$x\in\bigcap_{n\in\mathbb{N}}B_{n}\subset\bigcap_{n\in\mathbb{N}}(U_{n}\cap U),$

which shows that $\bigcap_{n\in\mathbb{N}}U_{n}$ is dense and hence that $X$ is a Baire space.

Let $X$ be a locally compact Hausdorff space. Suppose that $U_{n}$ are dense open subsets of $X$ and that $U$ is a nonempty open set. Let $x_{1}\in U$, and because $X$ is a locally compact Hausdorff space there is an open neighborhood $V_{1}$ of $x_{1}$ with $\overline{V_{1}}$ compact and $\overline{V_{1}}\subset U$. Since $U_{1}$ is dense and $V_{1}$ is open, there is some $x_{2}\in V_{1}\cap U_{1}$. As $V_{1}\cap U_{1}$ is open, there is an open neighborhood $V_{2}$ of $x_{2}$ with $\overline{V_{2}}$ compact and $\overline{V_{2}}\subset V_{1}\cap U_{1}$. Thus, $\overline{V_{n}}$ are compact and satisfy $\overline{V_{n+1}}\subset\overline{V_{n}}$ for each $n$, and hence

 $\bigcap_{n\in\mathbb{N}}\overline{V_{n}}\neq\emptyset.$

This intersection is contained in $\bigcap_{n\in\mathbb{N}}(U_{n}\cap U)$ which is therefore nonempty, showing that $\bigcap_{n\in\mathbb{N}}U_{n}$ is dense and hence that $X$ is a Baire space. ∎

## 7 Nowhere differentiable functions

From what we said in §4, because $[0,1]$ is a compact metrizable space and $\mathbb{R}$ is a Polish space, $C([0,1])=C([0,1],\mathbb{R})$ with the topology of uniform convergence is Polish. This topology is induced by the norm $\left\|f\right\|_{\infty}=\sup_{x\in[0,1]}|f(x)|$, with which $C([0,1])$ is thus a separable Banach space.

For a function $F:\mathbb{R}\to\mathbb{R}$ to be differentiable at a point $x_{0}$ means that there is some $F^{\prime}(x_{0})\in\mathbb{R}$ such that

 $\lim_{x\to x_{0}}\frac{F(x)-F(x_{0})}{x-x_{0}}=F^{\prime}(x_{0}).$

If $f:[0,1]\to\mathbb{R}$ is a function and $x_{0}\in[0,1]$, we say that $f$ is differentiable at $x_{0}$ if there is some function $F:\mathbb{R}\to\mathbb{R}$ that is differentiable at $x_{0}$ and whose restriction to $[0,1]$ is equal to $f$, and we write $f^{\prime}(x_{0})=F^{\prime}(x_{0})$. The purpose of speaking in this way is to be precise about what we mean by $f$ being differentiable at the endpoints of the interval $[0,1]$.

If $f:[0,1]\to\mathbb{R}$ is differentiable at $x_{0}\in[0,1]$, then there is some $\delta>0$ such that if $0<|x-x_{0}|<\delta$ and $x\in[0,1]$, then

 $\left|\frac{f(x)-f(x_{0})}{x-x_{0}}-f^{\prime}(x_{0})\right|<1,$

and hence

 $|f(x)-f(x_{0})|<(1+|f^{\prime}(x_{0})|)|x-x_{0}|.$

On the other hand, if $f\in C([0,1])$ then $\{x\in[0,1]:|x-x_{0}|\geq\delta\}$ is a compact set on which $x\mapsto\frac{f(x)-f(x_{0})}{x-x_{0}}$ is continuous, and hence the absolute value of this function is bounded by some $M$. Thus, if $|x-x_{0}|\geq\delta$ and $x\in[0,1]$, then

 $\left|\frac{f(x)-f(x_{0})}{x-x_{0}}\right|\leq M,$

hence

 $|f(x)-f(x_{0})|\leq M|x-x_{0}|.$

Therefore, if $f\in C([0,1])$ is differentiable at $x_{0}\in[0,1]$ then there is some positive integer $N$ such that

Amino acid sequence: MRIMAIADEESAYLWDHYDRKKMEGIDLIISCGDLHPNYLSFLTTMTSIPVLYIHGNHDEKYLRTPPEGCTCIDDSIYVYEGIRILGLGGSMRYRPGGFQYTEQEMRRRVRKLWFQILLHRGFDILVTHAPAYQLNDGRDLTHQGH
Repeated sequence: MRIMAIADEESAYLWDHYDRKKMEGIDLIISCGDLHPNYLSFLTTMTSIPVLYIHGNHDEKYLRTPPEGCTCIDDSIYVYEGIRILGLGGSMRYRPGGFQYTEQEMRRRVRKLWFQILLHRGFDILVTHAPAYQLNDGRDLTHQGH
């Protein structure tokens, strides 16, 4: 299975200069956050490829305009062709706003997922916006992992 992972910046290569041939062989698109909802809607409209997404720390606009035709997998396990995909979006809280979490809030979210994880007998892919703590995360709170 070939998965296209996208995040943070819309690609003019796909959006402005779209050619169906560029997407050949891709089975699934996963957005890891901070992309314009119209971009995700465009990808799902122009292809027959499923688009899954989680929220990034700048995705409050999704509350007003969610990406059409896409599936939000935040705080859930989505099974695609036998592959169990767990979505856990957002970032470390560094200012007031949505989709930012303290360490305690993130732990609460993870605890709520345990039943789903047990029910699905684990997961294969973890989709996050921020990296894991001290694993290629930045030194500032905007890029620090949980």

$|f(x)-f(x_{0})|\leq N|x-x_{0}|,\qquad x\in[0,1].$

For $N\in\mathbb{N}$, let $E_{N}$ be those $f\in C([0,1])$ for which there is some $x_{0}\in[0,1]$ such that

 $|f(x)-f(x_{0})|\leq N|x-x_{0}|,\qquad x\in[0,1].$

We have established that if $f\in C([0,1])$ and there is some $x_{0}\in[0,1]$ such that $f$ is differentiable at $x_{0}$, then there is some $N\in\mathbb{N}$ such that $f\in E_{N}$. Therefore, the set of those $f\in C([0,1])$ that are differentiable at some point in $[0,1]$ is contained in

 $\bigcup_{N\in\mathbb{N}}E_{N},$

and hence to prove that the set of $f\in C([0,1])$ that are nowhere differentiable is comeager in $C([0,1])$, it suffices to prove that each $E_{N}$ is nowhere dense. To show this we shall follow the proof in Stein and Shakarchi.1414 14 Elias M. Stein and Rami Shakarchi, Functional Analysis, p. 163, Theorem 1.5.

###### Lemma 12.

For each $N\in\mathbb{N}$, $E_{N}$ is a closed subset of the Banach space $C([0,1])$.

###### Proof.

$C([0,1])$ is a metric space, so to show that $E_{N}$ is closed it suffices to prove that if $f_{n}\in E_{N}$ is a sequence tending to $f\in C([0,1])$, then $f\in E_{N}$. For each $n$, let $x_{n}\in[0,1]$ be such that

 $|f_{n}(x)-f_{n}(x_{n})|\leq N|x-x_{n}|,\qquad x\in[0,1].$

Because $x_{n}$ is a sequence in the compact set $[0,1]$, it has subsequence $x_{a(n)}$ that converges to some $x_{0}\in[0,1]$. For all $x\in[0,1]$ we have

 $\displaystyle|f(x)-f(x_{0})|$ $\displaystyle\leq$ $\displaystyle|f(x)-f_{a(n)}(x)|+|f_{a(n)}(x)-f_{a(n)}(x_{0})|$ $\displaystyle+|f_{a(n)}(x_{0})-f(x_{0})|.$

Let $\epsilon>0$. Because $\left\|f_{n}-f\right\|_{\infty}\to 0$, there is some $n_{0}$ such that when $n\geq n_{0}$, the first and third terms on the right-hand side are each $<\epsilon$. For the second term on the right-hand side, we use

 $|f_{a(n)}(x)-f_{a(n)}(x_{0})|\leq|f_{a(n)}(x)-f_{a(n)}(x_{a(n)})|+|f_{a(n)}(x_% {a(n)})-f_{a(n)}(x_{0})|.$

But $f_{a(n)}\in E_{N}$, so this is $\leq$